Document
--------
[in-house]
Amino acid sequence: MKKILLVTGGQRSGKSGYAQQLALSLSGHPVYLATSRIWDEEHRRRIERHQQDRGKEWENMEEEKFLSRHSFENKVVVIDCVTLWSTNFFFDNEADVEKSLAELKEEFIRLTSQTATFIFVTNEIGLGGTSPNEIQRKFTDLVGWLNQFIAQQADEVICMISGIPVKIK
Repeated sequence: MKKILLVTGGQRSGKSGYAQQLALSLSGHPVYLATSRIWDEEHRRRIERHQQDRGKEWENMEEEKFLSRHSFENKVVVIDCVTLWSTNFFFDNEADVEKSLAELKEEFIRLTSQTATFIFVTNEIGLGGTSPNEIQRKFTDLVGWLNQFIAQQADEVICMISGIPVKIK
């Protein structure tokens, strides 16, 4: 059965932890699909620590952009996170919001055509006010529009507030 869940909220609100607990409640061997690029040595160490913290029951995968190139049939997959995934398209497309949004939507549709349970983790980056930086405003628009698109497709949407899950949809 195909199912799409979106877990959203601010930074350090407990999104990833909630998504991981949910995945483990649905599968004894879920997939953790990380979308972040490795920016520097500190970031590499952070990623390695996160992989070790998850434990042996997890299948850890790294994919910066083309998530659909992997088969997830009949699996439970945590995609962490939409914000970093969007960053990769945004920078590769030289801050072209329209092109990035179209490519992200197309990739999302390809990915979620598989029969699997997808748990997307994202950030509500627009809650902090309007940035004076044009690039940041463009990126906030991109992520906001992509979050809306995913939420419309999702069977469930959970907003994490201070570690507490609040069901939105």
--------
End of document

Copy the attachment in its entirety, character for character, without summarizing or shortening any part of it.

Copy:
[in-house]
Amino acid sequence: MKKILLVTGGQRSGKSGYAQQLALSLSGHPVYLATSRIWDEEHRRRIERHQQDRGKEWENMEEEKFLSRHSFENKVVVIDCVTLWSTNFFFDNEADVEKSLAELKEEFIRLTSQTATFIFVTNEIGLGGTSPNEIQRKFTDLVGWLNQFIAQQADEVICMISGIPVKIK
Repeated sequence: MKKILLVTGGQRSGKSGYAQQLALSLSGHPVYLATSRIWDEEHRRRIERHQQDRGKEWENMEEEKFLSRHSFENKVVVIDCVTLWSTNFFFDNEADVEKSLAELKEEFIRLTSQTATFIFVTNEIGLGGTSPNEIQRKFTDLVGWLNQFIAQQADEVICMISGIPVKIK
């Protein structure tokens, strides 16, 4: 059965932890699909620590952009996170919001055509006010529009507030 869940909220609100607990409640061997690029040595160490913290029951995968190139049939997959995934398209497309949004939507549709349970983790980056930086405003628009698109497709949407899950949809 195909199912799409979106877990959203601010930074350090407990999104990833909630998504991981949910995945483990649905599968004894879920997939953790990380979308972040490795920016520097500190970031590499952070990623390695996160992989070790998850434990042996997890299948850890790294994919910066083309998530659909992997088969997830009949699996439970945590995609962490939409914000970093969007960053990769945004920078590769030289801050072209329209092109990035179209490519992200197309990739999302390809990915979620598989029969699997997808748990997307994202950030509500627009809650902090309007940035004076044009690039940041463009990126906030991109992520906001992509979050809306995913939420419309999702069977469930959970907003994490201070570690507490609040069901939105």